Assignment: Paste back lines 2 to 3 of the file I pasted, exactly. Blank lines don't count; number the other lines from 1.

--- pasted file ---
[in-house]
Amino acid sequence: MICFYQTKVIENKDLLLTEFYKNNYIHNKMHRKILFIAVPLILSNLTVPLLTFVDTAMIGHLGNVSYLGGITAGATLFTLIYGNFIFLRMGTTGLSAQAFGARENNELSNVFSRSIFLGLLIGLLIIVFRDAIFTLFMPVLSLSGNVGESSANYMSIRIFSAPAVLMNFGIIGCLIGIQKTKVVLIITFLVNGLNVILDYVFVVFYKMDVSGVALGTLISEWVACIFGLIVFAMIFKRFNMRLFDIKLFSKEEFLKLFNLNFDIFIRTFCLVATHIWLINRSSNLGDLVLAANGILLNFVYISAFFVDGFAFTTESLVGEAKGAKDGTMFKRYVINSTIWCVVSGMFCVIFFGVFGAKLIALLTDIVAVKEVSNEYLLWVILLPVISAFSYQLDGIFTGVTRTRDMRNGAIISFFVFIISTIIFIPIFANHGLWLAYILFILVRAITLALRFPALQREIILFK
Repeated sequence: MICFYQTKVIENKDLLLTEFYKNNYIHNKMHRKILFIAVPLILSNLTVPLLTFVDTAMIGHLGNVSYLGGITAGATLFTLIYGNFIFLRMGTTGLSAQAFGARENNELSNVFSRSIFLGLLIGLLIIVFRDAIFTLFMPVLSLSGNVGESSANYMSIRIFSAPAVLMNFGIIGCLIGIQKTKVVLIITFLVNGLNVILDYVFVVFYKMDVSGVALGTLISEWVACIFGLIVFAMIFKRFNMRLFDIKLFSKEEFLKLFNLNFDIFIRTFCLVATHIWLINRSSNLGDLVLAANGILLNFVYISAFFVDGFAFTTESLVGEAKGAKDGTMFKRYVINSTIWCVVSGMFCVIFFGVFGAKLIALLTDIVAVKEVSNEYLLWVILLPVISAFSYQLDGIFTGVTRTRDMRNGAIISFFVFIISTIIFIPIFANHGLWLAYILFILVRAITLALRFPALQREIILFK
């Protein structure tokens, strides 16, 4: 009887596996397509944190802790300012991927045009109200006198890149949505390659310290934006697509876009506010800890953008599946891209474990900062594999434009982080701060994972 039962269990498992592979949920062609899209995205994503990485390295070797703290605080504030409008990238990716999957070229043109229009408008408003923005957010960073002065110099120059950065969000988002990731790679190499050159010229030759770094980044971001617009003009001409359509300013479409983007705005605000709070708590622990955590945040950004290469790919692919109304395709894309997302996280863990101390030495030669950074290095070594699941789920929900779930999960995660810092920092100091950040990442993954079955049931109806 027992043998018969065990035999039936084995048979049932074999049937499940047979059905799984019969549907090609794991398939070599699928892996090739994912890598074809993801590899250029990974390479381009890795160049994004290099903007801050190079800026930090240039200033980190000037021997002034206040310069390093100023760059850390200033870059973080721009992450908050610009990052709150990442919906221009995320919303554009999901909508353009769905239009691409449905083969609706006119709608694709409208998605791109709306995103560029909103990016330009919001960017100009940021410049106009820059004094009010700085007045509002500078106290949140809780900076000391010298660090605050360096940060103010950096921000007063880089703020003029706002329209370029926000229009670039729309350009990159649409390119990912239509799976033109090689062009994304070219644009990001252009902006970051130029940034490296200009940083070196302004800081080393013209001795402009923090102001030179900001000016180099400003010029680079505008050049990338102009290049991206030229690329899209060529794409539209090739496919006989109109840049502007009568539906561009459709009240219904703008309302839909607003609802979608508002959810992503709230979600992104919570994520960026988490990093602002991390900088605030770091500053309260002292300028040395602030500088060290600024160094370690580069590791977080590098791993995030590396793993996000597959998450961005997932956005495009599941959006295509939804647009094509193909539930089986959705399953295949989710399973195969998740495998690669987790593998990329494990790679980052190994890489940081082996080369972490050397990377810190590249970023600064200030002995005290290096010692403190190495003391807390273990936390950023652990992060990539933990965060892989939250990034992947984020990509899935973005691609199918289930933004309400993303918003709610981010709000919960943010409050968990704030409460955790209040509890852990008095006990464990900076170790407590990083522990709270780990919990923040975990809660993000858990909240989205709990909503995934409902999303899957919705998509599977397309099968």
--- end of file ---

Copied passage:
Amino acid sequence: MICFYQTKVIENKDLLLTEFYKNNYIHNKMHRKILFIAVPLILSNLTVPLLTFVDTAMIGHLGNVSYLGGITAGATLFTLIYGNFIFLRMGTTGLSAQAFGARENNELSNVFSRSIFLGLLIGLLIIVFRDAIFTLFMPVLSLSGNVGESSANYMSIRIFSAPAVLMNFGIIGCLIGIQKTKVVLIITFLVNGLNVILDYVFVVFYKMDVSGVALGTLISEWVACIFGLIVFAMIFKRFNMRLFDIKLFSKEEFLKLFNLNFDIFIRTFCLVATHIWLINRSSNLGDLVLAANGILLNFVYISAFFVDGFAFTTESLVGEAKGAKDGTMFKRYVINSTIWCVVSGMFCVIFFGVFGAKLIALLTDIVAVKEVSNEYLLWVILLPVISAFSYQLDGIFTGVTRTRDMRNGAIISFFVFIISTIIFIPIFANHGLWLAYILFILVRAITLALRFPALQREIILFK
Repeated sequence: MICFYQTKVIENKDLLLTEFYKNNYIHNKMHRKILFIAVPLILSNLTVPLLTFVDTAMIGHLGNVSYLGGITAGATLFTLIYGNFIFLRMGTTGLSAQAFGARENNELSNVFSRSIFLGLLIGLLIIVFRDAIFTLFMPVLSLSGNVGESSANYMSIRIFSAPAVLMNFGIIGCLIGIQKTKVVLIITFLVNGLNVILDYVFVVFYKMDVSGVALGTLISEWVACIFGLIVFAMIFKRFNMRLFDIKLFSKEEFLKLFNLNFDIFIRTFCLVATHIWLINRSSNLGDLVLAANGILLNFVYISAFFVDGFAFTTESLVGEAKGAKDGTMFKRYVINSTIWCVVSGMFCVIFFGVFGAKLIALLTDIVAVKEVSNEYLLWVILLPVISAFSYQLDGIFTGVTRTRDMRNGAIISFFVFIISTIIFIPIFANHGLWLAYILFILVRAITLALRFPALQREIILFK